We also face the same enemy: the highly monopolised big business cartels, like the big retail chains, who pay minimal prices to the farmers and producers but charge exorbitant prices to consumers. Meanwhile they ruthlessly exclude informal traders from the shopping malls and from space on the shelves of their stores. 

We are both victims of price-fixing and collusion in the bread, dairy, construction, finance and pharmaceutical sectors, which they use both to exclude competitors like you and to over-charge consumers.

We are threatened as well by the illegal dumping of millions of rands worth of cheap imports which hurts workers who manufacture such goods in South Africa, traders whose prices are undercut and the foreign citizens who are exploited by the smuggling syndicates.

All these restrictive practices are designed to keep competitors like you out of the market place. The biggest obstacle to the growth of small business is big business, not the workers!

While a tiny minority of enterprising informal workers go on to run successful businesses, the vast majority face a life of grinding poverty. They generally have no contracts, no fixed hours, and no sick pay or maternity leave.

We have made important  gains since 1994 in establishing democracy, entrenching human rights and extending social benefits. Economically however, workers’ lives have not been transformed. Because of the massive levels of unemployment and the growth of the low-paid and insecure jobs, millions of South Africans in economic terms are no better off, or even worse off, than before 1994.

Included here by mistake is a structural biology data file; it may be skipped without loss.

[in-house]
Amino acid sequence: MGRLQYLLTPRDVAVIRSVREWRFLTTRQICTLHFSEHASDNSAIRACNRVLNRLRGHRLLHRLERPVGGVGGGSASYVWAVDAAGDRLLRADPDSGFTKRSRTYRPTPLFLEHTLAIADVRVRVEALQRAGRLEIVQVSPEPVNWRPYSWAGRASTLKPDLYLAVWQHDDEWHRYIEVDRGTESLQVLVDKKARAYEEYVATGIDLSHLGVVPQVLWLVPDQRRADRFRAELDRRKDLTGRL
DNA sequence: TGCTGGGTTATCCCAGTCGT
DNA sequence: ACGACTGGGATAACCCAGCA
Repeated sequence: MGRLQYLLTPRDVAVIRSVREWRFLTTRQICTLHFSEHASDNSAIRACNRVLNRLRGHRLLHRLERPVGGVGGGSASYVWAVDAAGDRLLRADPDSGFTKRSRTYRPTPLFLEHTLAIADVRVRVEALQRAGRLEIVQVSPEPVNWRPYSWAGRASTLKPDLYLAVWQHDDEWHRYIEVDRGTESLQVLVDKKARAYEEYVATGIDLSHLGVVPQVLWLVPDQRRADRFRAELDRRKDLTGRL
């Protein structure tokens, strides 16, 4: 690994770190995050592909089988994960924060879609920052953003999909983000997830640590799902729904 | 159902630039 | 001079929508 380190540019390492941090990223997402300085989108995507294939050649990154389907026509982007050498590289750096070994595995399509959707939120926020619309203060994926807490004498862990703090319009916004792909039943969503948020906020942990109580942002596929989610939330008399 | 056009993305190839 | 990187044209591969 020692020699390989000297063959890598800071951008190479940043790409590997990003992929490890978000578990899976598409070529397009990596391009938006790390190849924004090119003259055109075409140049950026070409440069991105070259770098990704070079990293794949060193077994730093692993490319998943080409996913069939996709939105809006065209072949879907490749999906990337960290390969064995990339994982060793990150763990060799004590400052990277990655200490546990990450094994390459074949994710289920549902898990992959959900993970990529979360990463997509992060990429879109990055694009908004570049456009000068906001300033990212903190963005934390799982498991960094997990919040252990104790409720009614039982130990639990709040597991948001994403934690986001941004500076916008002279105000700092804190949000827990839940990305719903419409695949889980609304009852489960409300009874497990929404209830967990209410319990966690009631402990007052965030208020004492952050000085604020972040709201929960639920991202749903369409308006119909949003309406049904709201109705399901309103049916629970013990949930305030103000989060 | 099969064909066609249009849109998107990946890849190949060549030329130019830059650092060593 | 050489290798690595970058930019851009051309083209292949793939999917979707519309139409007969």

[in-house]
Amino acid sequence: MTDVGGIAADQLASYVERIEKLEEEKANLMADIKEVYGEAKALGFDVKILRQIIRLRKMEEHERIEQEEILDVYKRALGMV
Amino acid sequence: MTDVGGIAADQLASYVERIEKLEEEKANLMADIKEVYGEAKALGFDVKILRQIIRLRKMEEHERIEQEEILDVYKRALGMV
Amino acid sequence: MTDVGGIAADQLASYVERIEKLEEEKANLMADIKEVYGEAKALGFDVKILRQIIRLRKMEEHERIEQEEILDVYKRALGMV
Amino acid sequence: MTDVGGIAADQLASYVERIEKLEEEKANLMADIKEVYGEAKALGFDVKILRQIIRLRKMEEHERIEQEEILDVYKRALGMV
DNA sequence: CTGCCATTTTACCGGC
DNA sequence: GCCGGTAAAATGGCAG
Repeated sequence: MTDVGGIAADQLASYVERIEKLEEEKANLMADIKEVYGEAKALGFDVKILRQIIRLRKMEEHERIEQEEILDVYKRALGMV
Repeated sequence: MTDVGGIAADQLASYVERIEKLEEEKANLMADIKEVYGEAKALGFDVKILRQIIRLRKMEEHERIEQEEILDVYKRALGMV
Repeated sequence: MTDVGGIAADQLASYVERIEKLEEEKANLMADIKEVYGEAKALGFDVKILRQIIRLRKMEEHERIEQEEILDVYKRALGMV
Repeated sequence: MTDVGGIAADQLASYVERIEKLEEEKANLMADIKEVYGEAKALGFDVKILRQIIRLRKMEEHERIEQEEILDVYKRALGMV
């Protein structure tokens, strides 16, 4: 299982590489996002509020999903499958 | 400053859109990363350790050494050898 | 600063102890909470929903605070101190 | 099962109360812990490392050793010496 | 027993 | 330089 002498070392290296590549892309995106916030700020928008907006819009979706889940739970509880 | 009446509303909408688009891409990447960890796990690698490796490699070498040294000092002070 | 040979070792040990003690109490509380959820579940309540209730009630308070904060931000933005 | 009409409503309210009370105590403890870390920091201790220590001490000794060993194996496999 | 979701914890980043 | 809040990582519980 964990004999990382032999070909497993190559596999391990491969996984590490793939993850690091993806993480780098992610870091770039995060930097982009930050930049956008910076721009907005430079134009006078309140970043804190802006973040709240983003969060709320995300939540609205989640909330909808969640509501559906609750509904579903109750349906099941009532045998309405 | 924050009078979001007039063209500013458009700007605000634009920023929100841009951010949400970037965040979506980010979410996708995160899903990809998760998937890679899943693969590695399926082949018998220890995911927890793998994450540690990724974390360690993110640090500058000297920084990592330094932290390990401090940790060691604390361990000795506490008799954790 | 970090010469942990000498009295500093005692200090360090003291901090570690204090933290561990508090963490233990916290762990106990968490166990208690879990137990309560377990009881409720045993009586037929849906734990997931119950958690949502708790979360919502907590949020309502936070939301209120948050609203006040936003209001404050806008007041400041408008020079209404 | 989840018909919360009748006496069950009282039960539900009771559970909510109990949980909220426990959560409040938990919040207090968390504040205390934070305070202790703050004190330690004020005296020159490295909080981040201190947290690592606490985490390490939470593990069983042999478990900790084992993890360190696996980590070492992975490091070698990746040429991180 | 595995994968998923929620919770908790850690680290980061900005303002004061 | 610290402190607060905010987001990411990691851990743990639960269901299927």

All this poses massive challenges to the trade union movement, and SAFTU, from the outset has been determined to reach out to all those like you in the informal sector, to help you get organised, which is the absolutely necessary first step in improving wages and conditions. 

The South African government has signed ILO conventions guaranteeing workers’ basic rights, but too many of the principles enshrined in these conventions and our labour laws are honoured in words but ignored in practice.

You are just as entitled to these human rights that our constitution, laws and international conventions are supposed to guarantee: the right to organise and to engage in collective bargaining, and to work in safe, healthy and decent conditions,  

secure and well-paid employment, which will not only bring an income but self-respect, self-confidence and personal dignity. 

But most of you enjoy none of these rights and benefits. On the contrary you are harassed by the police, security companies and municipalities. You are chased off your trading sites, have your products confiscated and treated as criminals.

But you will not be handed security and wealth on a silver platter. Power concedes nothing without a struggle. We will win no real, lasting improvements in the lives of the poor without a fight and what we have not won in the streets will not be won in the boardroom.

We had to fight for our political emancipation in 1994. 24 years later we must revive those same traditions of selfless struggle to win our economic emancipation, justice and peace.

To this end SAFTU is calling on all formations of the working class to attend a Working-Class Summit on 21-22 July to unite civil society formations, employed and unemployed workers, those in the informal sector and in more secure work, the students and the landless, the homeless and those fighting against the water crisis and the scourge of violence against women and children, into a struggle for a truly free, democratic and equal society.

In preparation for this historic assembly of the poor we are convening a two days leadership workshop on 28 - 29 June to which SAITA is one of the invited organizations. We hope the paper you will present will help all other formations to understand your concerns. 

I look forward to seeing you there!

United we stand; divided we fall!

Issued by Zwelinzima Vavi, SAFTU General Secretary, 19 June 2018